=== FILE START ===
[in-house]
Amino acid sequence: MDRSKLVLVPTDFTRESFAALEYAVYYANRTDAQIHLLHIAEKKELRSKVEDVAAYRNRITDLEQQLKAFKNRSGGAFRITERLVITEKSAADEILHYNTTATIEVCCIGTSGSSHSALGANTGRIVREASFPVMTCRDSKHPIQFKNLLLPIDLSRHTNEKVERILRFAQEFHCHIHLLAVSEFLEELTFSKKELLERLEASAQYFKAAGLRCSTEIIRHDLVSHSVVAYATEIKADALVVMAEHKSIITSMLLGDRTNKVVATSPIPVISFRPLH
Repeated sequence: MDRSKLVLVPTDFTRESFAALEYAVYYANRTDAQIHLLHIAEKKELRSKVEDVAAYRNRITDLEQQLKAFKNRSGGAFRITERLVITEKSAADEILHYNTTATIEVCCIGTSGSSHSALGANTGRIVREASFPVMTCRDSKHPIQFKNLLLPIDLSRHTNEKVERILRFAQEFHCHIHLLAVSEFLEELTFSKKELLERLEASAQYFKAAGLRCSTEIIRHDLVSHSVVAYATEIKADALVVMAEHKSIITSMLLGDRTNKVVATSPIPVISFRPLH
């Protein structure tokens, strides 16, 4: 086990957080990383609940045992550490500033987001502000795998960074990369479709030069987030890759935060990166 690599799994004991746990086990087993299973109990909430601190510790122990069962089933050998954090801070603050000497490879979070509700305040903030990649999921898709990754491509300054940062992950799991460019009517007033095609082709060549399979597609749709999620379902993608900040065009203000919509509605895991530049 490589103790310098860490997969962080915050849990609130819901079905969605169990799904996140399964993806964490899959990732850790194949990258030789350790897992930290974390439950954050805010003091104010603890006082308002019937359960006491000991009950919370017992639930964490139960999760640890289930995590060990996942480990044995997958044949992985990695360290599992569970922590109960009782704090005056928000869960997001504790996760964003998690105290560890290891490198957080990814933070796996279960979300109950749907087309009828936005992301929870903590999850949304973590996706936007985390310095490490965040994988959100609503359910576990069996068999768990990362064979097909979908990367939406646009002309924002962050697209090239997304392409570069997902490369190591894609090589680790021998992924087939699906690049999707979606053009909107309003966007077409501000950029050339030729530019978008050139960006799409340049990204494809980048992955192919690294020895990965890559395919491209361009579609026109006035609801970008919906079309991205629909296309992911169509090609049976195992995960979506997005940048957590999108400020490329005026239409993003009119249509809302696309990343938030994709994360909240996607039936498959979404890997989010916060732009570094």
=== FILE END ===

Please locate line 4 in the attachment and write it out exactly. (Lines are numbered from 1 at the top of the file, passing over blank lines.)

């Protein structure tokens, strides 16, 4: 086990957080990383609940045992550490500033987001502000795998960074990369479709030069987030890759935060990166 690599799994004991746990086990087993299973109990909430601190510790122990069962089933050998954090801070603050000497490879979070509700305040903030990649999921898709990754491509300054940062992950799991460019009517007033095609082709060549399979597609749709999620379902993608900040065009203000919509509605895991530049 490589103790310098860490997969962080915050849990609130819901079905969605169990799904996140399964993806964490899959990732850790194949990258030789350790897992930290974390439950954050805010003091104010603890006082308002019937359960006491000991009950919370017992639930964490139960999760640890289930995590060990996942480990044995997958044949992985990695360290599992569970922590109960009782704090005056928000869960997001504790996760964003998690105290560890290891490198957080990814933070796996279960979300109950749907087309009828936005992301929870903590999850949304973590996706936007985390310095490490965040994988959100609503359910576990069996068999768990990362064979097909979908990367939406646009002309924002962050697209090239997304392409570069997902490369190591894609090589680790021998992924087939699906690049999707979606053009909107309003966007077409501000950029050339030729530019978008050139960006799409340049990204494809980048992955192919690294020895990965890559395919491209361009579609026109006035609801970008919906079309991205629909296309992911169509090609049976195992995960979506997005940048957590999108400020490329005026239409993003009119249509809302696309990343938030994709994360909240996607039936498959979404890997989010916060732009570094």